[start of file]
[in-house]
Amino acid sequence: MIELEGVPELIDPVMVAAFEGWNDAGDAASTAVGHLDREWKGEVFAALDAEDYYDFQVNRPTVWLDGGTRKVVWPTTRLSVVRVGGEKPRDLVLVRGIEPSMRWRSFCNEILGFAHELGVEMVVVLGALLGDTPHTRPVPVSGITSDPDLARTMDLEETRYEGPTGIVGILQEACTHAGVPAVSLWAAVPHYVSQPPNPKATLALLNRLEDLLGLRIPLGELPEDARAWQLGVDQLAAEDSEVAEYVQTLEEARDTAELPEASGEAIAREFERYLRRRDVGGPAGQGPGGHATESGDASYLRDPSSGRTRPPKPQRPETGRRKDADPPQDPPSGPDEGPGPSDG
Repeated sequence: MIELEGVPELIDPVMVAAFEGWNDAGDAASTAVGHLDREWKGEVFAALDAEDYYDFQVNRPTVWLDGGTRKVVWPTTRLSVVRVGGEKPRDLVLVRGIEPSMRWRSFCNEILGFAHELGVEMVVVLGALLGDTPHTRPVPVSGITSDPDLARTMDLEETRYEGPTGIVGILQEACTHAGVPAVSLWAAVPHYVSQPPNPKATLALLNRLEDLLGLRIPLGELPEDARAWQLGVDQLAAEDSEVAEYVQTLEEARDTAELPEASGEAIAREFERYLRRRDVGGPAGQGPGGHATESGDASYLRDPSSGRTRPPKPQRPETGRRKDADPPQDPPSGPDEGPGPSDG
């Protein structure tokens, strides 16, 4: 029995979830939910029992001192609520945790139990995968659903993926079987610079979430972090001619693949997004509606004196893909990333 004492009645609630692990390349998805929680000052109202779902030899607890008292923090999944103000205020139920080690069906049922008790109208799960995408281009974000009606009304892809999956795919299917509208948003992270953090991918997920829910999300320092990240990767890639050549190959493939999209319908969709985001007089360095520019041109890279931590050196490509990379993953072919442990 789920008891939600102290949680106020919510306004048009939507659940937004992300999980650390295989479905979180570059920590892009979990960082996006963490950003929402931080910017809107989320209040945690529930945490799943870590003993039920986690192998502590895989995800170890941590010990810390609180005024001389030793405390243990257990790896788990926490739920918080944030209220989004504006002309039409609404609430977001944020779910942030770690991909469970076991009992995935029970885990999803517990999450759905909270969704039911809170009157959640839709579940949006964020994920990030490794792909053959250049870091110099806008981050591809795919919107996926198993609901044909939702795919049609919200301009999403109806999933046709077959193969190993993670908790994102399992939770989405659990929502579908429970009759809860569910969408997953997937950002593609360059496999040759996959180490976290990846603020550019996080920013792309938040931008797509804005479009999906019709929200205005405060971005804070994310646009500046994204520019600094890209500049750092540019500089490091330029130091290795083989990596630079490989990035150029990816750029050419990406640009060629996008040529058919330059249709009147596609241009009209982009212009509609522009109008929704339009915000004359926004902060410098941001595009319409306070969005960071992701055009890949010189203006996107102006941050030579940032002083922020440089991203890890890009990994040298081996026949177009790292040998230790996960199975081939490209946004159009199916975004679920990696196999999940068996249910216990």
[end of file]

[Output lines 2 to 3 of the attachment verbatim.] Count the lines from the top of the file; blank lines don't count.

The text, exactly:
Amino acid sequence: MIELEGVPELIDPVMVAAFEGWNDAGDAASTAVGHLDREWKGEVFAALDAEDYYDFQVNRPTVWLDGGTRKVVWPTTRLSVVRVGGEKPRDLVLVRGIEPSMRWRSFCNEILGFAHELGVEMVVVLGALLGDTPHTRPVPVSGITSDPDLARTMDLEETRYEGPTGIVGILQEACTHAGVPAVSLWAAVPHYVSQPPNPKATLALLNRLEDLLGLRIPLGELPEDARAWQLGVDQLAAEDSEVAEYVQTLEEARDTAELPEASGEAIAREFERYLRRRDVGGPAGQGPGGHATESGDASYLRDPSSGRTRPPKPQRPETGRRKDADPPQDPPSGPDEGPGPSDG
Repeated sequence: MIELEGVPELIDPVMVAAFEGWNDAGDAASTAVGHLDREWKGEVFAALDAEDYYDFQVNRPTVWLDGGTRKVVWPTTRLSVVRVGGEKPRDLVLVRGIEPSMRWRSFCNEILGFAHELGVEMVVVLGALLGDTPHTRPVPVSGITSDPDLARTMDLEETRYEGPTGIVGILQEACTHAGVPAVSLWAAVPHYVSQPPNPKATLALLNRLEDLLGLRIPLGELPEDARAWQLGVDQLAAEDSEVAEYVQTLEEARDTAELPEASGEAIAREFERYLRRRDVGGPAGQGPGGHATESGDASYLRDPSSGRTRPPKPQRPETGRRKDADPPQDPPSGPDEGPGPSDG